Caregivers in the Workforce

Caregivers in the Workforce
DEFINITION – CAREGIVER: A caregiver is typically a family member, or friend who willingly sacrifices time, energy and, in some cases, their entire being to tend to the needs of a loved one. For most, that means “around the clock care”.

Juggling the ever-present obligations of your work and home lives can be difficult. The time and energy demands to both can be huge. Mix in the uncertainties and complications of being a caregiver, and you have a potentially stressful situation for Employer and Employee alike.

Caregiver Stress


  • An Employee has to take their elderly parent to the doctor
  • Another arrives late because their child’s babysitter doesn’t show up on time
  • Another spends many hours on the phone dealing with their mom’s geriatric care manager and home health aide

These are all-too-common situations of caregivers in the workforce.

Employers want to be supportive of their staff’s needs, but by doing so they may be putting their company at risk. There’s no way around it. This is a critical workplace issue that must be addressed because “doing nothing” can have serious repercussions for the Company. These may include:

  • Staff members are putting in longer hours in order to cover the absenteeism due to their co-workers’ caregiving
  • Productivity suffers
  • Clients are unhappy because their work isn’t getting done in a timely manner
  • The company’s reputation suffers because client deliverables are not up to standard
  • There is a decrease in revenue as clients decide to work with the competition.

I know you agree this is an untenable situation. Here are some suggestions for what an employer can do to best manage the working caregiver situation in their company:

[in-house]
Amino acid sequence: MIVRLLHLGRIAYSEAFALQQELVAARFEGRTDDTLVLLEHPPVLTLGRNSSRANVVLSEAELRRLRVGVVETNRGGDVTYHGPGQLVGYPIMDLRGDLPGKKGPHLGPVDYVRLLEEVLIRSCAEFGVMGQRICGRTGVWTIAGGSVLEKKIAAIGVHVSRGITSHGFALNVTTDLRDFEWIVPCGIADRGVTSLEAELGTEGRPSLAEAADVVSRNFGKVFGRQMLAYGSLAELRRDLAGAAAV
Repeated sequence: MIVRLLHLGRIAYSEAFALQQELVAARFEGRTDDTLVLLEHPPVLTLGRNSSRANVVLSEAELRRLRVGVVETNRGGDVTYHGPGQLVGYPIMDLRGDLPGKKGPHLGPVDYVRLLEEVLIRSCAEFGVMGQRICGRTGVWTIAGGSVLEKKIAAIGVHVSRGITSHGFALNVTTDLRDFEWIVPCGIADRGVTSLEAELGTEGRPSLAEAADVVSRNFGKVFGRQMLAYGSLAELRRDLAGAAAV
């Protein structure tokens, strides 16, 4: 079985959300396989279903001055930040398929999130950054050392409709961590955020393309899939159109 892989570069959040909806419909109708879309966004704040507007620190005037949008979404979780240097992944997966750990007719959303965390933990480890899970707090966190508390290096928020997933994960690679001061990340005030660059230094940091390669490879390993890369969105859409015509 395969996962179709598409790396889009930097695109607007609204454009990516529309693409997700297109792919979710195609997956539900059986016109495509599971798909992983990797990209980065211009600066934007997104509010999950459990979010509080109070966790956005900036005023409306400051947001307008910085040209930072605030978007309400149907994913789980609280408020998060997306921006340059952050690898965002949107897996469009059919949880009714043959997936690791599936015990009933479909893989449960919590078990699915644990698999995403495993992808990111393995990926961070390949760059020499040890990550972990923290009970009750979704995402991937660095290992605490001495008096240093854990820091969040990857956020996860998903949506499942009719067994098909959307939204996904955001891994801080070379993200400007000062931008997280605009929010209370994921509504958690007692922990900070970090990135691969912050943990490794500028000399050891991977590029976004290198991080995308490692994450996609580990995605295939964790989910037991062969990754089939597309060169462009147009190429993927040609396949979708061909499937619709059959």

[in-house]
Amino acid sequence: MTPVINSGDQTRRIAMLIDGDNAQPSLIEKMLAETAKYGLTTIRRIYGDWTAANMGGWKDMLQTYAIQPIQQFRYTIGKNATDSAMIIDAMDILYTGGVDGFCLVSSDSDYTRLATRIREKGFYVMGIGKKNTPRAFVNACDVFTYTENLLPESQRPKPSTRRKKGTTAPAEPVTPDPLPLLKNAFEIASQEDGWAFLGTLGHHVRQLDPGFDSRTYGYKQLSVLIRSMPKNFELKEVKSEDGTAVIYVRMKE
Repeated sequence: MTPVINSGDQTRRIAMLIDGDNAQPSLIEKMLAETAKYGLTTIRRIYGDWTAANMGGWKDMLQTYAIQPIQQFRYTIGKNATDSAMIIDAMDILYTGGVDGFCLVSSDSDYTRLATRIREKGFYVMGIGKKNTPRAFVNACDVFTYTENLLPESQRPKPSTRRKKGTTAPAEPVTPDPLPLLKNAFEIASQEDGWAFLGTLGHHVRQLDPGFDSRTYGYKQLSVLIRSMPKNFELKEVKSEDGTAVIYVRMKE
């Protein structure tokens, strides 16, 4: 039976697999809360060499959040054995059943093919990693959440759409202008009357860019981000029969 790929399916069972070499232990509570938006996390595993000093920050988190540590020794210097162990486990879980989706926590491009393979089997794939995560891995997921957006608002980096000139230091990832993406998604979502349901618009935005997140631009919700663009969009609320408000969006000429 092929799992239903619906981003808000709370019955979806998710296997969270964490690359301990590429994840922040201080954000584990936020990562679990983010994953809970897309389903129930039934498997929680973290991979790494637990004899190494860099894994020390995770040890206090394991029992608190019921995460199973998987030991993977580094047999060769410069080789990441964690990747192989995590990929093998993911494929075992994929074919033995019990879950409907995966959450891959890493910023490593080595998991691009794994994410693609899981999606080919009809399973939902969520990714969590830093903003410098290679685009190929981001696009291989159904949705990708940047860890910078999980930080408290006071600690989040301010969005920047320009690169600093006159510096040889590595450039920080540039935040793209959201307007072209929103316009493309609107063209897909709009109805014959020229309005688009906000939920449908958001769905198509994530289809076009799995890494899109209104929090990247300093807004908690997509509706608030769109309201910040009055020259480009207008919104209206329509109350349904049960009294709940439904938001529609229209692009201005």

Employees can’t “plan” for emergencies, and when you are caregiving unexpected emergencies may happen frequently. These situations arise without warning and companies can find themselves left in the lurch. Cross-training employees, provides management with much needed flexibility and prevents a lapse in work due to one person’s absence. Cross-training employees so that they can pick up the slack means that the work can go on, deadlines are met, and clients left satisfied. (An additionalHuman Resources benefit: cross-training also offers employees variety and the opportunity to advance in the company as they learn additional skills and take on new responsibilities.)

Ambiguity in the workplace leads to confusion and management issues. It makes good business sense to establish comprehensive guidelines for workplace caregivers including your corporate policy on allowable absences, paid and unpaid leave, opportunities for flextime, and more. Being a working caregiver is stressful enough as is managing an employee in that position. Having a non-restrictive corporate strategy for how to handle the situation is best for all involved. (Employers and employees should consult the AARP Public Policy Institute’s research on supporting caregivers and workplace leave policies:

AARP Caregiving Resource Center


Employers have many opportunities to support their working caregivers, such as establishing an on-site support group, bringing in speakers to address relevant issues, and providing access to educational webinars. Employers can also assist caregiving workers by ensuring that their HR Department and front-line Supervisors are highly knowledgeable about the Company’s policies as well as the various workplace discrimination laws such as the Family and Medical Leave Act.

As an Employer, show you care; by taking these steps you can better retain caregiving workers and eliminate the need for costly recruitment, hiring new employees, and re-training existing ones to cover in the caregiver’s absence. Ultimately that’s a win-win for employee and employer alike.


Taken from the July 2015 Unique Business Solutions Newsletter

September 8, 2015